Alternative Hypothesis (HA): There will be an increase in the detection of reoffenders in stores that install the CrimeFace system.

Null Hypothesis

The null hypothesis has been noted as being a claim of no difference. Hence, the null hypothesis is statement concerning factors such as mean value and population parameters. (Bhattacherjee, 2014).

Null Hypothesis (H0): There will not be an increase in the detection of reoffenders in stores that install the CrimeFace System.

Research Design

Design components

To successfully ensure that the research is completed in an effective manner, a productive research design needed to be implemented. Thus, to guarantee that the CrimeFace system was successful in terms of both detecting reoffenders and in regards to this specific research; very sophisticated close-circuit television cameras that operated with the CrimeFace software needed to be installed throughout the stores in specific ‘hotspots’. These, hotspots would without a doubt include entrances and areas of the store that included high value products. Hence, once individuals would enter the store or act in a sense ‘suspiciously’ in areas where high value products were located; the CrimeFace system could be instantly used to detect and individuals face and indicate whether they were in fact previous offenders. Thus, if the database was the able to reveal that those suspicious customers were reoffenders then special attention could be paid to them; either in the form of security guards being informed or through close analysis through the CCTV system to prevent any thefts and in as sense disrupt the individual.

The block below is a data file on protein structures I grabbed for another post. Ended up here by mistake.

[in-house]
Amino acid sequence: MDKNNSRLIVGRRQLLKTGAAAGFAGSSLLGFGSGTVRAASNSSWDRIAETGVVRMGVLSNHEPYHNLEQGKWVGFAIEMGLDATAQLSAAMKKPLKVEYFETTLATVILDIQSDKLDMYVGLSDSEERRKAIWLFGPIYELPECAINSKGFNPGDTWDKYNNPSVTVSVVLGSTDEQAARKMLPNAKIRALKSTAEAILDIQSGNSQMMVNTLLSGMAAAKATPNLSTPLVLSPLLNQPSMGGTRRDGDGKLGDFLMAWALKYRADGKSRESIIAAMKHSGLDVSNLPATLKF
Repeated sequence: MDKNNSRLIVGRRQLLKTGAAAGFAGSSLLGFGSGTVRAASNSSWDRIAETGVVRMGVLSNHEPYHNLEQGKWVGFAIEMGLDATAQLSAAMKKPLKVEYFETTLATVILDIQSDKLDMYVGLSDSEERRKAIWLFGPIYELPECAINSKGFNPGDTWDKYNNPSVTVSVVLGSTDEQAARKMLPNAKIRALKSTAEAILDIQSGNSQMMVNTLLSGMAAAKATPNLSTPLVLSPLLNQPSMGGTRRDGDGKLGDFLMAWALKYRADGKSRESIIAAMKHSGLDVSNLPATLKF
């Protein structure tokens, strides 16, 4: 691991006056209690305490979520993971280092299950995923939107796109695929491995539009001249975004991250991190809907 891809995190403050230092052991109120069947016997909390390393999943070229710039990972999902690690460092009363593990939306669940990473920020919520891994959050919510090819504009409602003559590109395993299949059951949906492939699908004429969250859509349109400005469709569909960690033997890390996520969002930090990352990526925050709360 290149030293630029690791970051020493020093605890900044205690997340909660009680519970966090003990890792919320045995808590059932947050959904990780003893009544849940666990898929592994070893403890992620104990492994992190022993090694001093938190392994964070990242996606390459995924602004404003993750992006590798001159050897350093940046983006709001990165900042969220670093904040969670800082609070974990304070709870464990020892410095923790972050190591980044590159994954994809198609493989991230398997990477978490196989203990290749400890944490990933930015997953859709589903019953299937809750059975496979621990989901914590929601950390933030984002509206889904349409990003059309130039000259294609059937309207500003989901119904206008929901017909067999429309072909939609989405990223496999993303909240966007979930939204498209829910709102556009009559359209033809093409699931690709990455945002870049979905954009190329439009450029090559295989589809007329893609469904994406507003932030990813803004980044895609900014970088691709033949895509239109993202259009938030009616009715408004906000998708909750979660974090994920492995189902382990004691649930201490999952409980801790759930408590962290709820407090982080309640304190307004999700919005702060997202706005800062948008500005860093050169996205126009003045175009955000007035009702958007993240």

Data collection method

The data collection method will be focussed around the information provided by the CrimeFace database. Thus, the information provided by the Aldesco company will without a doubt prove to beneficial as it will grant the research with primary data which could be used to further add validity and reliability to the study. Furthermore, the data received from the company could also be analysed in a method that allows us to indicate whether or not there has in fact been a substantial decrease in thefts by reoffenders.

Justifications: This particular method of data collection whilst being our only genuine method of collecting data; could also prove to be the most effective. This is due to primary data collection allowing us to be able to engage in a comparison between our two variables. Thus, indicating whether there is a causal relationship between our independent and dependent variable.

Data analysis method

Once it was determined that I there would be two main variables within the research being completed; a one-way ANOVA method seemed to be the most suitable. Thus, due to the research being based on the comparison of our results to the expect results; an analysis of variance would allow us to significantly test one variable against another. Hence, a one-way ANOVA ‘’is the analysis of the variance of values of a dependent variable by comparing them against another set of values, the independent variable’’ (Griffith, 2010:234).